Clinical trials have a bias problem.
Most participants of clinical trials–which lay the foundation for drugs approvals–skew heavily white and male. It’s an important concern: clinical trials help formalize the safety and efficacy of a drug, along with its dosage. In plain terms, they lay the groundwork to physicians prescribing a pill to their patients. But if racially and ethnically diverse populations aren’t included in these studies, we can’t know whether the same treatment, at the same dosage, will work in all populations. We also won’t know if some side effects emerge in one group or another.
Take a dosing example: if the drug dosage is tested using males, who on average tend to have a higher body weight than females, the same dosage could be too much for women resulting in over-medication.
It’s an unresolved problem when it comes to epilepsy. In addition to differences in average body weight, women and men have different hormone levels that could influence seizure control. When it comes to complications of anti-seizure medication interacting with additional drugs, such as hormonal birth control, the problem gets more difficult.
Part of the reason drug efficacy and side effects have been difficult to suss out for different gender and ethical groups is that clinical trials are expensive to run, and often are able to only recruit a certain amount of people. However, once the drug is approved, feedback from patients in far larger numbers then become a precious resource to further fine-tune prescriptions–both in terms of the type of drug and its dosage.
A key point is for a sufficient number of people to report their medication adherence and side-effects. With sufficient case studies, these real-world data, or “real-world evidence,” can further guide doctors to prescribe medication tailored to their patient.
What are clinical trials?
In short, a clinical trial is a multi-stage process to ensure a new drug is both safe and efficient at a particular dose or a handful of different doses. Normally, these trials come in three phases:
- Phase 0 (not often): People are given a drug candidate to see how it’s processed in the body, and affects the body. These trials are very small, with usually about 10 to 15 people.
- Phase 1: This stage tries to identify the best dosage of a drug candidate that is safe. Generally, healthy volunteers test the drug candidate in increasing dosage. As the drug’s dosage increases, side effects also often become more profound. This stage identifies drug candidates that are effective at a dose that doesn’t have intolerable side-effects.
- Phase 2: This stage asks if a drug works. The drug is tested in a small number of people with epilepsy. Sometimes new combinations of drugs are tested. Here, participants are closely monitored to see if a drug works, compared to a placebo–often a sugar pill–or the current standard-of-care drug. If the drug candidate works to help control seizures, it is then moved onto the next phase.
- Phase 3: the big one. This drug trial enrolls more patients, and often are randomized. This means that any patient could receive either the treatment or a control group by chance. Single-blinded trials mean that the patient doesn’t know if he or she is receiving the treatment or placebo. Double-blinded means that neither doctor nor patient knows who’s getting what treatment. This makes it more objective to judge if a drug is working or not, because it roots out expectations and bias.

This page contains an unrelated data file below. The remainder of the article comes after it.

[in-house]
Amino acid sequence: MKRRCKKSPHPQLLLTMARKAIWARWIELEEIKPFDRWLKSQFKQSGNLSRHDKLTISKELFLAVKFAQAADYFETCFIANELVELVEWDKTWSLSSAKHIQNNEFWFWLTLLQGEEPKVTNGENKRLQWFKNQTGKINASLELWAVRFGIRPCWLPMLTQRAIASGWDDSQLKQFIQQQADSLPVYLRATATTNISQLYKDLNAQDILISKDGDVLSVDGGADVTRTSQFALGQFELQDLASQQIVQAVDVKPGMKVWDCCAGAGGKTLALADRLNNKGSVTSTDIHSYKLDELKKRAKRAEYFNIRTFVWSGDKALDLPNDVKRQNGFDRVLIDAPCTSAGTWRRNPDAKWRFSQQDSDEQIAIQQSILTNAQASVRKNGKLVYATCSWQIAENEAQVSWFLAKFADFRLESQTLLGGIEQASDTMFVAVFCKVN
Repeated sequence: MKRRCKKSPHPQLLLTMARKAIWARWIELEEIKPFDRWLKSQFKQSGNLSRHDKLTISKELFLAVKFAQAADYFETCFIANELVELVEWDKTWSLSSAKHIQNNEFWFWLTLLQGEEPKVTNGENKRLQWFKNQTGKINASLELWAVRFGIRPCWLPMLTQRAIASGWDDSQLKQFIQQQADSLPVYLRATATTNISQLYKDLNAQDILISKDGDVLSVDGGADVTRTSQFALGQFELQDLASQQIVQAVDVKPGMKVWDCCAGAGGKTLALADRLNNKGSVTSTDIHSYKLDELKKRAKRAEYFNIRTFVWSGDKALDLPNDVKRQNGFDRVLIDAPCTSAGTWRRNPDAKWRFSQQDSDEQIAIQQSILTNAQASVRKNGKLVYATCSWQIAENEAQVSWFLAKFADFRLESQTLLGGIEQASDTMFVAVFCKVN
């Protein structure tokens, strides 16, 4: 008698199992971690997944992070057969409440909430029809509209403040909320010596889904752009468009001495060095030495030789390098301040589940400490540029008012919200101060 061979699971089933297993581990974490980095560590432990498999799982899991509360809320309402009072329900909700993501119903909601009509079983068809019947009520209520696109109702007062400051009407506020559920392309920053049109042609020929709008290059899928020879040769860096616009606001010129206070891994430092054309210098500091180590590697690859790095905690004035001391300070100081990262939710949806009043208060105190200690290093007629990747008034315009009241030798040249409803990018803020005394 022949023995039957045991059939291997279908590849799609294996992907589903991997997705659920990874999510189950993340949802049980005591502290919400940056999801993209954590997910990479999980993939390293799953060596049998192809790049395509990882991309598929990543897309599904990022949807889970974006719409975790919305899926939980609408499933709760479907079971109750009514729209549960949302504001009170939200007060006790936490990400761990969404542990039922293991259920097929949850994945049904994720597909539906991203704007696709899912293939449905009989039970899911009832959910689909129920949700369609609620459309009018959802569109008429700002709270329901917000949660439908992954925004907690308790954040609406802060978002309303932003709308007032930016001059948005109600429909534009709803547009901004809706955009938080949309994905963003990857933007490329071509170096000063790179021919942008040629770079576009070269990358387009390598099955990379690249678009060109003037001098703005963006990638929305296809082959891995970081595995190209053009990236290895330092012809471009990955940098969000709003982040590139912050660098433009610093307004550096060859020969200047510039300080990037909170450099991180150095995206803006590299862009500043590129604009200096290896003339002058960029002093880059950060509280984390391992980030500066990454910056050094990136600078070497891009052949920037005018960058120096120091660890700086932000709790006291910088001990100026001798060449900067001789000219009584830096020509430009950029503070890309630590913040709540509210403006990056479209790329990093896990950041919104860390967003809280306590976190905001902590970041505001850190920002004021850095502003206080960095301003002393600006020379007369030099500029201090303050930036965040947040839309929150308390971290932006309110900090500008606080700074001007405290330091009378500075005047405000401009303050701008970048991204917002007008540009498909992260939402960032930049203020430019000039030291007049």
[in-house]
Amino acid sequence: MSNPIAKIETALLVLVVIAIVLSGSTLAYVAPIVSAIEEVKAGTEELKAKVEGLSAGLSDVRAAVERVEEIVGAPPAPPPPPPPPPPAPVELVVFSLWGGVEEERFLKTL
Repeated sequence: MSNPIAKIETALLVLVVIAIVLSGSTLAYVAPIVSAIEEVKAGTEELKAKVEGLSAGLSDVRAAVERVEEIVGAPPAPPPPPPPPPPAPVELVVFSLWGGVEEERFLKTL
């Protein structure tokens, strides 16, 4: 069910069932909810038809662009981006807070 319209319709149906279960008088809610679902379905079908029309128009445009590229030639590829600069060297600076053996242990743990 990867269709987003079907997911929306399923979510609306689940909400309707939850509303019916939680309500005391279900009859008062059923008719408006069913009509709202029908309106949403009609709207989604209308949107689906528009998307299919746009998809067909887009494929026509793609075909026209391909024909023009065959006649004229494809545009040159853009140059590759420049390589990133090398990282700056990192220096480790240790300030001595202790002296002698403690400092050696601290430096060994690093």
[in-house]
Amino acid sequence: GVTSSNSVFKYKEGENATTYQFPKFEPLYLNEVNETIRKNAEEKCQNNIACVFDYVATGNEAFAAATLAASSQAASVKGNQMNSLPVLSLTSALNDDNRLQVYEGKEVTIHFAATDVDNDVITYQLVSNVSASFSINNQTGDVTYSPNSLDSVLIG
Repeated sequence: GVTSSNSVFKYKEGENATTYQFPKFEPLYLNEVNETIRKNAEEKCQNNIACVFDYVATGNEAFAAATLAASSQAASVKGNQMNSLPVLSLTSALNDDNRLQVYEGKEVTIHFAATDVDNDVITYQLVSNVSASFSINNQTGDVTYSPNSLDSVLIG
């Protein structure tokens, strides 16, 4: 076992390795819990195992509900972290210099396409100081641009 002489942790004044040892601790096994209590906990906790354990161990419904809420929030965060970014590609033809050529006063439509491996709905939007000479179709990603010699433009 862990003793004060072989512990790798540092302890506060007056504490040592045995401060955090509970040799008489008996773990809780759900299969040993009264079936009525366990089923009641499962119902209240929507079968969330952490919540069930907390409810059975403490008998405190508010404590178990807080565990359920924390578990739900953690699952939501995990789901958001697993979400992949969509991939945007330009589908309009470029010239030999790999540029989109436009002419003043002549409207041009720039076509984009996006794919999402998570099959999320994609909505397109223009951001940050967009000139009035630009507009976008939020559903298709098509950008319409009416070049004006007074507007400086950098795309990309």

What happens after clinical trials?
When you take drug, it goes to the liver where it is “metabolized”–that is, some are broken down–and both the broken-down bits and whole medication may go into the brain. Different livers have different abilities to break down a given medication. This is often seen in how men and women can process the same drug slightly differently. This variability is normal to all of us, and illustrates how we are all unique.
However, it does pose a problem to how much of a medication you should take. Because of biological differences, a drug and dosage that’s been clinically tested in men may be too much for women, or have unexpected side effects. Similarly, a drug may also interact differently with genetic backgrounds. When it comes to seizures, which are highly variable and individualized to begin with, optimizing medication to for any given person–or “personalized treatment”– becomes more complicated.
This is where after-market reports can help. If everyone who is taking a medication to control their seizure can report how well the drug works and what the side effects are, we can begin to build a database to better understand how anti-seizure medication works for different sorts of people. For example, scientists may be able to tease out a better dosage to prescribe to a gender, an age bracket, or someone with epilepsy and other conditions or comorbidities. Data from actual people with epilepsy in the real world, or “real-life evidence,” form the foundation of stratifying and personalizing medicine .
But to get there, we need to be able to capture those data without bringing extra stress into the lives of people with epilepsy or their caregivers. With nEureka® for Epilepsy, patients can easily log their basic physiology, medication and side-effects. When given consent, the data is then anonymized into a central database in the cloud. These datasets are critical for epileptologists and scientists to mine for further insights.
With nEureka®, we hope to one day solve the gender and racial bias issue in clinical trials–instead bringing personalized treatment to you, no matter who you are.